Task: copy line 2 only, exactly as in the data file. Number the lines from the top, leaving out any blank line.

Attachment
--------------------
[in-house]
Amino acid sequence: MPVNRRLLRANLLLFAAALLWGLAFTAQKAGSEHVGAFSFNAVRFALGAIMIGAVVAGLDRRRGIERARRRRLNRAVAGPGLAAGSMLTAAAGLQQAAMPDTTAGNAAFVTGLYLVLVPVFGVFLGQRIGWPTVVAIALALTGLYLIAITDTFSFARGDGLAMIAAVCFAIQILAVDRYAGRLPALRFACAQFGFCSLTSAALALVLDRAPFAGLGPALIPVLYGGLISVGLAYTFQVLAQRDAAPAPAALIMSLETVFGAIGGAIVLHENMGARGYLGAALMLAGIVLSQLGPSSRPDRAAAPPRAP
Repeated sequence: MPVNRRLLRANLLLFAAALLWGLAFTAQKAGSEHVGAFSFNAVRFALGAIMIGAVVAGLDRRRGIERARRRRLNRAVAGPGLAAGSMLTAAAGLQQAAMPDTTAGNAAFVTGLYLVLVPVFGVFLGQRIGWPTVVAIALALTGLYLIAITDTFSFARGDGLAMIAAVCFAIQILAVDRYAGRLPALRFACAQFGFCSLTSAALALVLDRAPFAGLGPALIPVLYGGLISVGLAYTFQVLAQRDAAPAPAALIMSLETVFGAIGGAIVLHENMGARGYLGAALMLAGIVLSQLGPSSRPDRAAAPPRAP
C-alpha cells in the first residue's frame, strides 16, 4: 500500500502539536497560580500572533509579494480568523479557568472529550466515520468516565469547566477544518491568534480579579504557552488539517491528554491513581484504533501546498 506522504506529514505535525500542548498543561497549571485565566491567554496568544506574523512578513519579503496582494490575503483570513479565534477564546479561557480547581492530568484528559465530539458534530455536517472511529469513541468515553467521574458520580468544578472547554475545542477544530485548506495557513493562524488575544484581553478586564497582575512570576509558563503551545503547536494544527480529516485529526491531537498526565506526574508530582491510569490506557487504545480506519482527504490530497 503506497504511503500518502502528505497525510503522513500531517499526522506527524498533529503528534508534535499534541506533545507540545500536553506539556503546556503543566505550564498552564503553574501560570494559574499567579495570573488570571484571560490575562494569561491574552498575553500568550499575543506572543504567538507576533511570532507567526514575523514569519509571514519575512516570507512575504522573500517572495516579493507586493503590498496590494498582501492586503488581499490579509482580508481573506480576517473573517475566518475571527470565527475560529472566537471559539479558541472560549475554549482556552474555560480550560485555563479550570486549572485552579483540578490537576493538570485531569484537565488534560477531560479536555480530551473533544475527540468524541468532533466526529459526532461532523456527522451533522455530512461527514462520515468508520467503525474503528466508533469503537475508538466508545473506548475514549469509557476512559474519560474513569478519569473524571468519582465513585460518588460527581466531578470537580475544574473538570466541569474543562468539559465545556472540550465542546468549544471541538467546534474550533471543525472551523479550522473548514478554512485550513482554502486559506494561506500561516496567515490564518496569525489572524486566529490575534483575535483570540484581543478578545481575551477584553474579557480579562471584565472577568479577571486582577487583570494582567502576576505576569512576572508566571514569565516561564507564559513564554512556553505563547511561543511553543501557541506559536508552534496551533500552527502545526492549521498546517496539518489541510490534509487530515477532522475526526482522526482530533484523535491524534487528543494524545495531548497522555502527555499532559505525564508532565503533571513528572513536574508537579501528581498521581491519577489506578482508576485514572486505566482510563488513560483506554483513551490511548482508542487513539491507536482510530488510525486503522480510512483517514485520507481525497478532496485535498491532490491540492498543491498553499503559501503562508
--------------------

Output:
Amino acid sequence: MPVNRRLLRANLLLFAAALLWGLAFTAQKAGSEHVGAFSFNAVRFALGAIMIGAVVAGLDRRRGIERARRRRLNRAVAGPGLAAGSMLTAAAGLQQAAMPDTTAGNAAFVTGLYLVLVPVFGVFLGQRIGWPTVVAIALALTGLYLIAITDTFSFARGDGLAMIAAVCFAIQILAVDRYAGRLPALRFACAQFGFCSLTSAALALVLDRAPFAGLGPALIPVLYGGLISVGLAYTFQVLAQRDAAPAPAALIMSLETVFGAIGGAIVLHENMGARGYLGAALMLAGIVLSQLGPSSRPDRAAAPPRAP